Efforts stressed to curb violence against women
KABUL (Pajhwok): The Ministry of Public Health, together with the United Nations Population Fund (UNFPA) and the World Health Organization (WHO), on Sunday celebrated the International Day for the Elimination of Violence against Women.
At an event held in Kabul, women’s rights activists, UN agencies and health professionals called for stronger efforts to combat gender-based violence (GBV) and strengthen health sector response to GBV.
Violence against women is a major public health problem and violation of women's human rights: It can result in physical, mental, sexual, reproductive health and other health problems, even death, a statement issued by the Ministry of Public Health said.
To tackle this issue, the Ministry of Public Health, in close collaboration with the UN, is implementing a multi-sectoral response through the establishment of Family Protection Centers, the introduction of a GBV Treatment Protocol nationwide, and the implementation of a GBV data collection system.
“Health facilities need to provide supportive and survivor-centered care to women and girls experiencing violence and the Family Protection Centers are an excellent example of this,” said Deputy Minister of Public Health Dr. Najia Tariq.
She said that “the recently launched GBV Treatment Protocol shows the government’s commitment to combating all forms of violence against women and building the capacity of the health sector to effectively respond to such violence.”
Health systems have an important role to play in GBV response by contributing to the prevention of the recurrence of violence and mitigating the consequences of violence, the statement added.
Identifying and documenting incidents of violence is crucial, as well as ensuring the provision of clinical care and appropriate referrals to survivors. Health systems must also play a role in advocating for interventions to combat the social acceptability and tolerance of violence against women.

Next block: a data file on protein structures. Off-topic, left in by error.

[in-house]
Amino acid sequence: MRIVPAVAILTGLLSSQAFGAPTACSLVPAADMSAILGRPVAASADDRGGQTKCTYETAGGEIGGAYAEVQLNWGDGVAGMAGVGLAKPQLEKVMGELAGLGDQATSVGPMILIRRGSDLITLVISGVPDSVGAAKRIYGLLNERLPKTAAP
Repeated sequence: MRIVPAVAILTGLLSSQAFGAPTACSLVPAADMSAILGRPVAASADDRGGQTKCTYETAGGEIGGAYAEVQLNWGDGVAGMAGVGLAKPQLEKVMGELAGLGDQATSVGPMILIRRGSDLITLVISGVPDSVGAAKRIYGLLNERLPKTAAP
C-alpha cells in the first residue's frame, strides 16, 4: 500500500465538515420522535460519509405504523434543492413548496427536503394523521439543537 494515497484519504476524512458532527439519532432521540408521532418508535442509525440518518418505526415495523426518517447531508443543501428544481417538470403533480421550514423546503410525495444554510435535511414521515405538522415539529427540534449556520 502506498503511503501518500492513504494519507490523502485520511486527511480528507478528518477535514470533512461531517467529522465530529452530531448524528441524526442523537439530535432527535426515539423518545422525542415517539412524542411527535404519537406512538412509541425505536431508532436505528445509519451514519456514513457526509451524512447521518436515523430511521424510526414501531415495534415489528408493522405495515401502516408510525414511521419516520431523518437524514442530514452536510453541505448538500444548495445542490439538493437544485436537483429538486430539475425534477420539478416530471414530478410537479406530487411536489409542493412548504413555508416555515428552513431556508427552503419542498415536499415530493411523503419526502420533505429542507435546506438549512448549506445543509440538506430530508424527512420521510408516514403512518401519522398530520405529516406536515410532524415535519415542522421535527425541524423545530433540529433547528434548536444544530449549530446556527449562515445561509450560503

“Violence against women is a global pandemic that requires stronger efforts from all sectors. Health facilities are often the first entry points where women and girls experiencing violence seek help. It is therefore essential that the health system has the necessary capacity to respond to GBV cases in a safe and effective manner,” says UNFPA Representative Dr. Annette Sachs Robertson.
Nationwide data on violence against women is scarce, but research suggests that more than 80 percent of women in Afghanistan experience at least one form of domestic violence. According to global estimates, one in three women experience either physical and/or sexual violence at least once in their lives. Recent global figures indicate that as many as 38 percent of murders of women are committed by their husbands or partners.
Dr Rik Peeperkorn, WHO country representative said: “There is no magic solution for strengthening health sector response to violence against women: political will, effective capacity building, health systems strengthening, institutional changes and strong multi-sectoral coordination and collaboration are needed.”
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